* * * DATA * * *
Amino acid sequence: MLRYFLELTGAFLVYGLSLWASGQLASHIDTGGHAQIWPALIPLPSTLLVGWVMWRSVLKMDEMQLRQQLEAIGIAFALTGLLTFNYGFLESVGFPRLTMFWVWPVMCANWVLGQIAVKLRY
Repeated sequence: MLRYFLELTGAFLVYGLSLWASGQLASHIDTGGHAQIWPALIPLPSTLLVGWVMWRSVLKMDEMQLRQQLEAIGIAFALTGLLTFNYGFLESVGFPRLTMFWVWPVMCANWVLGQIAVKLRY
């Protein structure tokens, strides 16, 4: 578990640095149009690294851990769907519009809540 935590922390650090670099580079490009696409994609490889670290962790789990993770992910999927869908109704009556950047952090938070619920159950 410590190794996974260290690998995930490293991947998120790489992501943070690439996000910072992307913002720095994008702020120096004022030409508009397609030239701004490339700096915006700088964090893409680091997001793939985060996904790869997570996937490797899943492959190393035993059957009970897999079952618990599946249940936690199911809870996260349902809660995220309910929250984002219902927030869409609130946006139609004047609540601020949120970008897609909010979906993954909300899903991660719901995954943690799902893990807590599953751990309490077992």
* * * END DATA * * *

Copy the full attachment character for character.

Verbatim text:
Amino acid sequence: MLRYFLELTGAFLVYGLSLWASGQLASHIDTGGHAQIWPALIPLPSTLLVGWVMWRSVLKMDEMQLRQQLEAIGIAFALTGLLTFNYGFLESVGFPRLTMFWVWPVMCANWVLGQIAVKLRY
Repeated sequence: MLRYFLELTGAFLVYGLSLWASGQLASHIDTGGHAQIWPALIPLPSTLLVGWVMWRSVLKMDEMQLRQQLEAIGIAFALTGLLTFNYGFLESVGFPRLTMFWVWPVMCANWVLGQIAVKLRY
């Protein structure tokens, strides 16, 4: 578990640095149009690294851990769907519009809540 935590922390650090670099580079490009696409994609490889670290962790789990993770992910999927869908109704009556950047952090938070619920159950 410590190794996974260290690998995930490293991947998120790489992501943070690439996000910072992307913002720095994008702020120096004022030409508009397609030239701004490339700096915006700088964090893409680091997001793939985060996904790869997570996937490797899943492959190393035993059957009970897999079952618990599946249940936690199911809870996260349902809660995220309910929250984002219902927030869409609130946006139609004047609540601020949120970008897609909010979906993954909300899903991660719901995954943690799902893990807590599953751990309490077992």